Kyle has a problem that we don't talk about. He can't drive past a garden center or nursery without picking up a new plant. We are constantly changing out perennials and scrambling to find homes for the latest sad little tree (it was a really good deal!) (it will definitely come back to life) (it's a really rare breed!).

  • Plant Shrubs & Bulbs. Now is the time to plant all of the new shrubs, trees, and bulbs that your husband brought home and hid in the garage hoping you wouldn't notice.

  • Trim Dead Limbs. Near the end of October the leaves are pretty much gone from the trees in this area. We can usually see pretty clearly any dead branches, and we have better access to trim them. Trimming dead limbs not only is beneficial for the tree's health, but it also helps protect us from limbs coming down in the winter and doing damage to the property.

  • Prune Perennials. Most perennials should be cut back in the fall in order for them to grow back healthy in the spring. Pruning also helps prevent rot and disease. For flowering plants you can usually trim them back as soon as they are done blooming, although you may want to keep them full for the season if they have pretty foliage. By the end of October, we try to have all of your perennials pruned so that they can hunker down for the winter. Sometimes this ends up bleeding over into November if we're really busy (5 kids...), and that's OK too.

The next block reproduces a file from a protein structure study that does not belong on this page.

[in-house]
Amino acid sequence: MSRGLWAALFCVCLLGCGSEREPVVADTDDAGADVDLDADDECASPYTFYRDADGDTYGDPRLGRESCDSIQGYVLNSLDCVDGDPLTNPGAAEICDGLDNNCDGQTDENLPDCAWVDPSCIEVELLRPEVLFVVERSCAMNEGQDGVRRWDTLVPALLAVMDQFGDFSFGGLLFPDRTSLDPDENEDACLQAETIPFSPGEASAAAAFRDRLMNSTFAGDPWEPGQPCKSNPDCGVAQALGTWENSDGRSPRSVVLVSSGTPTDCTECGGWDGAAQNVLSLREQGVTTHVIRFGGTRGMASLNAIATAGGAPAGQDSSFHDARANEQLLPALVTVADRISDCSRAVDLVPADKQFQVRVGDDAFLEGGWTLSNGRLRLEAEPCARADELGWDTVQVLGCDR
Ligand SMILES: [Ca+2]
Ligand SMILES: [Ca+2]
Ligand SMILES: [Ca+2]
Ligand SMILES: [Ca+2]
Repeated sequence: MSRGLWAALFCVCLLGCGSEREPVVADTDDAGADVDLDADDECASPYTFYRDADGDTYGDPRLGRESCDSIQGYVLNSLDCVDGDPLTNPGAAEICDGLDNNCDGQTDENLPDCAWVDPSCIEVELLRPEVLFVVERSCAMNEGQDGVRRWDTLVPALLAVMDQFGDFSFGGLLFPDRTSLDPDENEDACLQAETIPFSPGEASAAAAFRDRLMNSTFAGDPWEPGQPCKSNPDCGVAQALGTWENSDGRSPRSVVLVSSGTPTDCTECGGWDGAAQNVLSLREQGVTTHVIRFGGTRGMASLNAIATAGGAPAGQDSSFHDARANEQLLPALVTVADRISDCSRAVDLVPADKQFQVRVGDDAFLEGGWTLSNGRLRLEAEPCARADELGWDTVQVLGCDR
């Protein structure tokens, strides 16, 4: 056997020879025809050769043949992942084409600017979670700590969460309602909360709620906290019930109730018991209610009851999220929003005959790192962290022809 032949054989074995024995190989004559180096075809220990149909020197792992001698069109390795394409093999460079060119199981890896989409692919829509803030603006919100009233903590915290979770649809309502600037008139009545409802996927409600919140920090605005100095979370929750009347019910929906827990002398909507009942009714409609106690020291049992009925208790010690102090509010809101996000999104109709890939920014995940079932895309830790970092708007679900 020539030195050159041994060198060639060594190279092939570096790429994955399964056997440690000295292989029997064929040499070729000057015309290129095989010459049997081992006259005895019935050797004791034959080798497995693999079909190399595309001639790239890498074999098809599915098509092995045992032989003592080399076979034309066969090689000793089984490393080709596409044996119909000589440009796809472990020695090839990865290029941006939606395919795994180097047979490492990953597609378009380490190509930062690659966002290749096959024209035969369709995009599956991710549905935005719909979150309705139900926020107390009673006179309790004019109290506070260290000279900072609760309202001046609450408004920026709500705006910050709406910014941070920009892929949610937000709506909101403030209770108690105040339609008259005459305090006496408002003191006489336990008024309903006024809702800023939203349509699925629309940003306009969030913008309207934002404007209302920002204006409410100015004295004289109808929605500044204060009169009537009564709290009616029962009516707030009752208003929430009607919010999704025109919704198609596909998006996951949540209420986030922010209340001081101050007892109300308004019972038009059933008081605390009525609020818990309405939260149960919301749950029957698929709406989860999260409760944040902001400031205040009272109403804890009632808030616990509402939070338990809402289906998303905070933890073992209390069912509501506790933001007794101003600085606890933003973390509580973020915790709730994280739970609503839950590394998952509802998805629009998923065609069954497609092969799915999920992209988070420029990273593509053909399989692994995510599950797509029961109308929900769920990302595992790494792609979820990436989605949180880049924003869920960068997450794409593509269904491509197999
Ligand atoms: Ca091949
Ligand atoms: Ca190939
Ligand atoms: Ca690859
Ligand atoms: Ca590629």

OCTOBER & NOVEMBER - Clean, Feed, & Treat

The end of the fall is all about cleaning up the dead stuff and prepping your yard for the long New York winter ahead.

  • Leaf Mulching. Don't leave the leaves on your lawn, but don't waste them either. Even a thin layer of leaves on your lawn can promote disease and invite unwanted pests. It can also choke out the grass trying to germinate in the spring. So you definitely shouldn't leave them as is, but there is a lot of awesome organic matter in leaves, including nitrogen, which is vital to lawn health. By mulching the leaves into the lawn you are getting a free (and totally organic) fertilizer application. Most lawn mowers (even push mowers) can have mulching blades installed on them, although they usually don't come with them and need to be purchased separately.

More questions about what do with with leaves?

  • Fall Feeding. Mulching leaves is great for the lawn, but we always give our lawn an added boost with a final fall feeding. We use a fertilizer with extra phosphorus in late fall which will encourage root growth and help the lawn survive the winter.

  • Weed Treatment. Many broadleaf weeds, like dandelions, germinate in the fall and then winter over to emerge in the spring. Fall is the perfect time to treat for these weeds to get a jump on next season. Just make sure that you are using a selective herbicide, and don't use any herbicides within 4-6 weeks of planting grass seed, or it can stop your new grass from germinating.

  • Shut Down Irrigation. Whatever type of irrigation system you have, don't forget to shut it down for the winter. Depending on your setup, you may need to shut off the water supply, timers, drain pipes, or remove and store hoses. Read the manual for your system, or contact the manufacturer for specific instructions.